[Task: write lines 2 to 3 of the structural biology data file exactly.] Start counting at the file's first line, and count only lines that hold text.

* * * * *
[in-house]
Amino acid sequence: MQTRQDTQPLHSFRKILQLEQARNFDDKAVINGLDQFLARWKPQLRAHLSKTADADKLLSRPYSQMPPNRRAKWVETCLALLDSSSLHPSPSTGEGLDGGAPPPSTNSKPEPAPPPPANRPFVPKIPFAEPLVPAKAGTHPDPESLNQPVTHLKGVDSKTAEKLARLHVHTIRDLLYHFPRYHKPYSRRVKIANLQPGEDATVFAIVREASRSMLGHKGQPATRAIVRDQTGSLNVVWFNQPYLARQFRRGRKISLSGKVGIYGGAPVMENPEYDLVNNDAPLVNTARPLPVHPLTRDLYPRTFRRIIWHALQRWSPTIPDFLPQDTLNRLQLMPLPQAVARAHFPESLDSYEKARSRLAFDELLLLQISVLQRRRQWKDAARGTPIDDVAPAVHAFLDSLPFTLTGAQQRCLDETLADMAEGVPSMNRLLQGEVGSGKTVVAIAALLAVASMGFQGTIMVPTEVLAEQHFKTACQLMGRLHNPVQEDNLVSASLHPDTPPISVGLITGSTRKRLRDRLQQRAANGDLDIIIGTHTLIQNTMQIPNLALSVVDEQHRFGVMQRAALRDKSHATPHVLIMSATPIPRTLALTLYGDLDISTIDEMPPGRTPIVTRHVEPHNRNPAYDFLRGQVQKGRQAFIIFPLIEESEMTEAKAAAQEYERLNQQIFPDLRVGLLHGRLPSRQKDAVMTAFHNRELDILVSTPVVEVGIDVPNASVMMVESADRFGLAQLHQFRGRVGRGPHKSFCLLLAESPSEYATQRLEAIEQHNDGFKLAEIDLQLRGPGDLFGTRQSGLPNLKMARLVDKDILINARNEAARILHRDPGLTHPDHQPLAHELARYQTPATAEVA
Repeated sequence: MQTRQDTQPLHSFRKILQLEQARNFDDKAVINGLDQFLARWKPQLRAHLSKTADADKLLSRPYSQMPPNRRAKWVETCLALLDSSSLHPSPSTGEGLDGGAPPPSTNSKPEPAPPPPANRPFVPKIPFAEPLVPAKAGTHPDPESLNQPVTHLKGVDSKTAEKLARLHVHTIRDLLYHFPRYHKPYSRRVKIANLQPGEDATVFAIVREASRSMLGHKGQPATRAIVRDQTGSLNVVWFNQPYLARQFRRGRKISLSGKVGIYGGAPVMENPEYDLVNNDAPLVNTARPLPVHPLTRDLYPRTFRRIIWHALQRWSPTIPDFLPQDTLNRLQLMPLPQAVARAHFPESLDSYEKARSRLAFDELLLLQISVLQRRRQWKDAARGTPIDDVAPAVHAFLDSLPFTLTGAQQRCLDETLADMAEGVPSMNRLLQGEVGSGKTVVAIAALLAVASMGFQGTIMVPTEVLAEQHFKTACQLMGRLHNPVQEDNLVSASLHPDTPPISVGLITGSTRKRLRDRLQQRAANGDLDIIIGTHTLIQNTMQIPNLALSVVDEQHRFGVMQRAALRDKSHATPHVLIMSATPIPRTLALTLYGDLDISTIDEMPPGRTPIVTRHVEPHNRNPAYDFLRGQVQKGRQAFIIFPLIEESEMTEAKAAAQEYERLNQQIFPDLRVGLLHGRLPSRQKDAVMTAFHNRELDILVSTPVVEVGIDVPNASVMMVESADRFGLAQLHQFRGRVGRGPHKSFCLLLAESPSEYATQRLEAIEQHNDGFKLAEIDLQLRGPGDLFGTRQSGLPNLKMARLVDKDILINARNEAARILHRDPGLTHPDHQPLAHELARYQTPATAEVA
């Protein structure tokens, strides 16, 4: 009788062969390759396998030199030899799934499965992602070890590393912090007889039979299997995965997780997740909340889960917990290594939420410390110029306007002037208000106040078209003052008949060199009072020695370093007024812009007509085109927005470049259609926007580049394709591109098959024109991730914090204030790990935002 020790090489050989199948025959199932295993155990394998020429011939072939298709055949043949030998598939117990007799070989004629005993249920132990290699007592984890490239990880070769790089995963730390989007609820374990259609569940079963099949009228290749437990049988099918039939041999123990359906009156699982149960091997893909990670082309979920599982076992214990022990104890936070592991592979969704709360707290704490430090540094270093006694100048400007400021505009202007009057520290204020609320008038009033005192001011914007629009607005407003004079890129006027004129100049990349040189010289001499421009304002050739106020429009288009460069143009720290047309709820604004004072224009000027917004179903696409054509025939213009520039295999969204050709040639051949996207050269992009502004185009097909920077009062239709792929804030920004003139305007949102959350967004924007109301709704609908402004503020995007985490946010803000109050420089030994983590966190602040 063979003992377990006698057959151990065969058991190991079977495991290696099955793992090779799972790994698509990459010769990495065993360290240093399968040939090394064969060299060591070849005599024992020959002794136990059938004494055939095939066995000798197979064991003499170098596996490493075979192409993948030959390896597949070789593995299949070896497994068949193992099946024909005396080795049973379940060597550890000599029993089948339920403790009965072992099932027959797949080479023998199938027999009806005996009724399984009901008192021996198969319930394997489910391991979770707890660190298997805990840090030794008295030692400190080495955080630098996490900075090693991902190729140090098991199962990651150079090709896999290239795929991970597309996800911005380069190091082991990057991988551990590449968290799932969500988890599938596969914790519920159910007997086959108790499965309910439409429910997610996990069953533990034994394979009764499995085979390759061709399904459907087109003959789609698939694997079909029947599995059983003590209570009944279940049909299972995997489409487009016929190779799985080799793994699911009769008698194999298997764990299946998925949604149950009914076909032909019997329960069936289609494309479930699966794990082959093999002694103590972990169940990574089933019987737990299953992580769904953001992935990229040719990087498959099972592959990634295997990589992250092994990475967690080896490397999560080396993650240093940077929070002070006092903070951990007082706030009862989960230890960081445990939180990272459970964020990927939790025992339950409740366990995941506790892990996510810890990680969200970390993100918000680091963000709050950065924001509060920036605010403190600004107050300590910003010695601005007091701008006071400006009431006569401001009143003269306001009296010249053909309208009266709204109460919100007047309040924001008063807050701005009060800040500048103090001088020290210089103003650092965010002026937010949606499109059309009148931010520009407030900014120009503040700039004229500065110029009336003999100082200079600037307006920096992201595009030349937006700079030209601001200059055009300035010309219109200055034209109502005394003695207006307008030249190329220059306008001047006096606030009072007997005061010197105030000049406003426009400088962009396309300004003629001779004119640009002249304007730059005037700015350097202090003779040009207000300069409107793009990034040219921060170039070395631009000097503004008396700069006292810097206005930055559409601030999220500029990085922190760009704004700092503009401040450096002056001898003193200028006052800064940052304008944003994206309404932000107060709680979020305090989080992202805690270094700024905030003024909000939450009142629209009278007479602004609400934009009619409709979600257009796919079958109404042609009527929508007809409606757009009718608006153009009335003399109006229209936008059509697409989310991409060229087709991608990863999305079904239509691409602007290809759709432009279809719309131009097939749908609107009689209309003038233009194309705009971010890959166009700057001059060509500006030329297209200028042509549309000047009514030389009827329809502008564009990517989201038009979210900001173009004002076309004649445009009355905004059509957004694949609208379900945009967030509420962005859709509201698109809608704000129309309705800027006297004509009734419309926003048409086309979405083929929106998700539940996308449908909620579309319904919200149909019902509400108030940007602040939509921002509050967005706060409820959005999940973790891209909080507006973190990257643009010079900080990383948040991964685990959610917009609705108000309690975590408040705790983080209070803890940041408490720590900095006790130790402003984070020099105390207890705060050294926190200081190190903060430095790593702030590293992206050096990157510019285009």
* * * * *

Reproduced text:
Amino acid sequence: MQTRQDTQPLHSFRKILQLEQARNFDDKAVINGLDQFLARWKPQLRAHLSKTADADKLLSRPYSQMPPNRRAKWVETCLALLDSSSLHPSPSTGEGLDGGAPPPSTNSKPEPAPPPPANRPFVPKIPFAEPLVPAKAGTHPDPESLNQPVTHLKGVDSKTAEKLARLHVHTIRDLLYHFPRYHKPYSRRVKIANLQPGEDATVFAIVREASRSMLGHKGQPATRAIVRDQTGSLNVVWFNQPYLARQFRRGRKISLSGKVGIYGGAPVMENPEYDLVNNDAPLVNTARPLPVHPLTRDLYPRTFRRIIWHALQRWSPTIPDFLPQDTLNRLQLMPLPQAVARAHFPESLDSYEKARSRLAFDELLLLQISVLQRRRQWKDAARGTPIDDVAPAVHAFLDSLPFTLTGAQQRCLDETLADMAEGVPSMNRLLQGEVGSGKTVVAIAALLAVASMGFQGTIMVPTEVLAEQHFKTACQLMGRLHNPVQEDNLVSASLHPDTPPISVGLITGSTRKRLRDRLQQRAANGDLDIIIGTHTLIQNTMQIPNLALSVVDEQHRFGVMQRAALRDKSHATPHVLIMSATPIPRTLALTLYGDLDISTIDEMPPGRTPIVTRHVEPHNRNPAYDFLRGQVQKGRQAFIIFPLIEESEMTEAKAAAQEYERLNQQIFPDLRVGLLHGRLPSRQKDAVMTAFHNRELDILVSTPVVEVGIDVPNASVMMVESADRFGLAQLHQFRGRVGRGPHKSFCLLLAESPSEYATQRLEAIEQHNDGFKLAEIDLQLRGPGDLFGTRQSGLPNLKMARLVDKDILINARNEAARILHRDPGLTHPDHQPLAHELARYQTPATAEVA
Repeated sequence: MQTRQDTQPLHSFRKILQLEQARNFDDKAVINGLDQFLARWKPQLRAHLSKTADADKLLSRPYSQMPPNRRAKWVETCLALLDSSSLHPSPSTGEGLDGGAPPPSTNSKPEPAPPPPANRPFVPKIPFAEPLVPAKAGTHPDPESLNQPVTHLKGVDSKTAEKLARLHVHTIRDLLYHFPRYHKPYSRRVKIANLQPGEDATVFAIVREASRSMLGHKGQPATRAIVRDQTGSLNVVWFNQPYLARQFRRGRKISLSGKVGIYGGAPVMENPEYDLVNNDAPLVNTARPLPVHPLTRDLYPRTFRRIIWHALQRWSPTIPDFLPQDTLNRLQLMPLPQAVARAHFPESLDSYEKARSRLAFDELLLLQISVLQRRRQWKDAARGTPIDDVAPAVHAFLDSLPFTLTGAQQRCLDETLADMAEGVPSMNRLLQGEVGSGKTVVAIAALLAVASMGFQGTIMVPTEVLAEQHFKTACQLMGRLHNPVQEDNLVSASLHPDTPPISVGLITGSTRKRLRDRLQQRAANGDLDIIIGTHTLIQNTMQIPNLALSVVDEQHRFGVMQRAALRDKSHATPHVLIMSATPIPRTLALTLYGDLDISTIDEMPPGRTPIVTRHVEPHNRNPAYDFLRGQVQKGRQAFIIFPLIEESEMTEAKAAAQEYERLNQQIFPDLRVGLLHGRLPSRQKDAVMTAFHNRELDILVSTPVVEVGIDVPNASVMMVESADRFGLAQLHQFRGRVGRGPHKSFCLLLAESPSEYATQRLEAIEQHNDGFKLAEIDLQLRGPGDLFGTRQSGLPNLKMARLVDKDILINARNEAARILHRDPGLTHPDHQPLAHELARYQTPATAEVA